Suddenly, this year looked like a surplus-year, and all thanks to the quick wit of a man, who directly disobeyed his superior, and brought back some 20 thousand slaves to Rome.

[…]

Episode 41 – The End of the Great War

— In the end, Gaius Pontius saw that his old father — Herennius Pontius, had been right all along. Samnia now had a deadly enemy called Rome, and all Romans could think of, was vengeance.

The end of the Second Samnite War, from the fall of Apulia, to the inspection of Samnia, by Consul Publius Sempronius.

Partial Transcript


Hello, this is Abel, speaking from Sanya, in the south of China. Welcome to my podcast.

The Tale of Rome. Episode 41 — The End of the Great War.

We are in the year 435 of the Founding of the City. By our accounts, that is the year 319 BC.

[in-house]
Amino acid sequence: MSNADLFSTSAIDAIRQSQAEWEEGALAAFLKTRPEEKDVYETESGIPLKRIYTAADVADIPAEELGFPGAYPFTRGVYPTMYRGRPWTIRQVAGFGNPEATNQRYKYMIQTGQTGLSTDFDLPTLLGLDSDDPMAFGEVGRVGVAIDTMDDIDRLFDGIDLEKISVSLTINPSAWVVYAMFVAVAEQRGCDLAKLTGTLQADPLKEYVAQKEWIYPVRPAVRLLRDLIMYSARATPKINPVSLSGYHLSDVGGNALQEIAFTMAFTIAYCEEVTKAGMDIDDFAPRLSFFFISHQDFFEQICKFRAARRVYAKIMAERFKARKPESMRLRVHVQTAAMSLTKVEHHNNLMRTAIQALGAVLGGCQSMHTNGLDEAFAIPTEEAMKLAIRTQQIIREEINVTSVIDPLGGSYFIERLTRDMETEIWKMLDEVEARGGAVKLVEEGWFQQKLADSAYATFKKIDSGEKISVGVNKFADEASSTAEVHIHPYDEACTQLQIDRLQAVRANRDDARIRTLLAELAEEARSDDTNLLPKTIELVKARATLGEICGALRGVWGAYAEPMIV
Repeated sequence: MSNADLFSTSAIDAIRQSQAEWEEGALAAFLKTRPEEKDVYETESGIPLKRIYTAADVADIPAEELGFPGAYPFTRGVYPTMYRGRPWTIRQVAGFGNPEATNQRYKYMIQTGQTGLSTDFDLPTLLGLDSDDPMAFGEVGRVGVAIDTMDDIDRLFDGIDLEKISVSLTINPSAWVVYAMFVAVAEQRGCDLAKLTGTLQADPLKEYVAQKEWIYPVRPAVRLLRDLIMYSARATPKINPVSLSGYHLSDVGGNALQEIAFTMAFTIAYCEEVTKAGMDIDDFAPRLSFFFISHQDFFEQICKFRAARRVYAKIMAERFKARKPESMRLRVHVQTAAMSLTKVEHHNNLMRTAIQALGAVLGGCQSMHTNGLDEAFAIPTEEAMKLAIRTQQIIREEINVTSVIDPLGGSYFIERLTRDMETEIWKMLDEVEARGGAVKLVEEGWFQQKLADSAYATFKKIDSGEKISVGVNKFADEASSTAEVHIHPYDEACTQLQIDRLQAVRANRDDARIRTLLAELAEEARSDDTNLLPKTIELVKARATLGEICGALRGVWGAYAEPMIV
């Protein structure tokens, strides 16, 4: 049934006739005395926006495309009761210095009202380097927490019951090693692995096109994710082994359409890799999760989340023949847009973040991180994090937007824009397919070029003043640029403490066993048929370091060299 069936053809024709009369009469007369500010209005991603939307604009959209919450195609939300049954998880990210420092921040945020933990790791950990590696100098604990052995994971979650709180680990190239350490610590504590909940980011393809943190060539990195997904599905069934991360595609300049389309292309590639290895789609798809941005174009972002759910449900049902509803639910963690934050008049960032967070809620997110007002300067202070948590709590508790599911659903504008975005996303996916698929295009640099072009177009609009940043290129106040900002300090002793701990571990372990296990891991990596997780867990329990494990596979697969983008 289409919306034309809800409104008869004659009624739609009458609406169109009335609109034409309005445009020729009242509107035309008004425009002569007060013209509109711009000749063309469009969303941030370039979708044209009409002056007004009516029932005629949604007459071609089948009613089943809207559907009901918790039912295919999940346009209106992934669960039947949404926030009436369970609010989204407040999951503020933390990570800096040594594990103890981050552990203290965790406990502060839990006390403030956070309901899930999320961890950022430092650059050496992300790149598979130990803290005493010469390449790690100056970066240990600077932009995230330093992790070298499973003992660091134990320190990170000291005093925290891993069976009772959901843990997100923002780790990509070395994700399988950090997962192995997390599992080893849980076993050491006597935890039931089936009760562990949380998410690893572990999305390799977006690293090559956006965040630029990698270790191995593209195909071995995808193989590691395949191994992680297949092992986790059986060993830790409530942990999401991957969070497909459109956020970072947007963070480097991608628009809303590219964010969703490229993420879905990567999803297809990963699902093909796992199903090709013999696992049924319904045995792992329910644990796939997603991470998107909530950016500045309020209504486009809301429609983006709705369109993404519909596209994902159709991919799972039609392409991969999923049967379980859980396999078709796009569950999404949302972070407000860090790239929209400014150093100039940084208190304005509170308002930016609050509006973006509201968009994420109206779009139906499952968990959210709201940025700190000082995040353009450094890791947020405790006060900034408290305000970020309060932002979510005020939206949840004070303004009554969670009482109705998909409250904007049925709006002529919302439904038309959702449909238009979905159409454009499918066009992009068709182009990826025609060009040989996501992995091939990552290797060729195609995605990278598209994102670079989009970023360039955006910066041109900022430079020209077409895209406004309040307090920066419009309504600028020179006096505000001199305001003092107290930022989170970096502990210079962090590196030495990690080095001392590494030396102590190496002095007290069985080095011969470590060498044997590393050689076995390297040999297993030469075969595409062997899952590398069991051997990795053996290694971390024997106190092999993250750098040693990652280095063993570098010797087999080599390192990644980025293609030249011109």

Early morning. It’s the first day of the year.

Not the first day of the Julian Calendar — that would come centuries later — but, the first day of the Calendar, as it was set by Romulus, and Numa Pompilius, the second king of Rome.

And the business of this first day of the year, was to elect the two new Consuls for the year.

Serious business.

Senators old and young, were hurrying to the building of the Curia, for — two really important decisions, depended on today’s vote.

On one hand, somebody would have to deal with the consequences of what happened at the Caudine Forks.

And, on the other hand, there was a law that was going to — either pass, or not pass.

And that law, had nothing to do with war, or the humiliating defeat at the Caudine Forks.

That law, if passed, would take away one certain power from Consuls, and would give it to the new guys in town.

The Censors.

That’s right — if today’s law passed, Censors would become the ones, who would have the power to remove someone from the Senate, and there was a myriad of reasons why this could happen.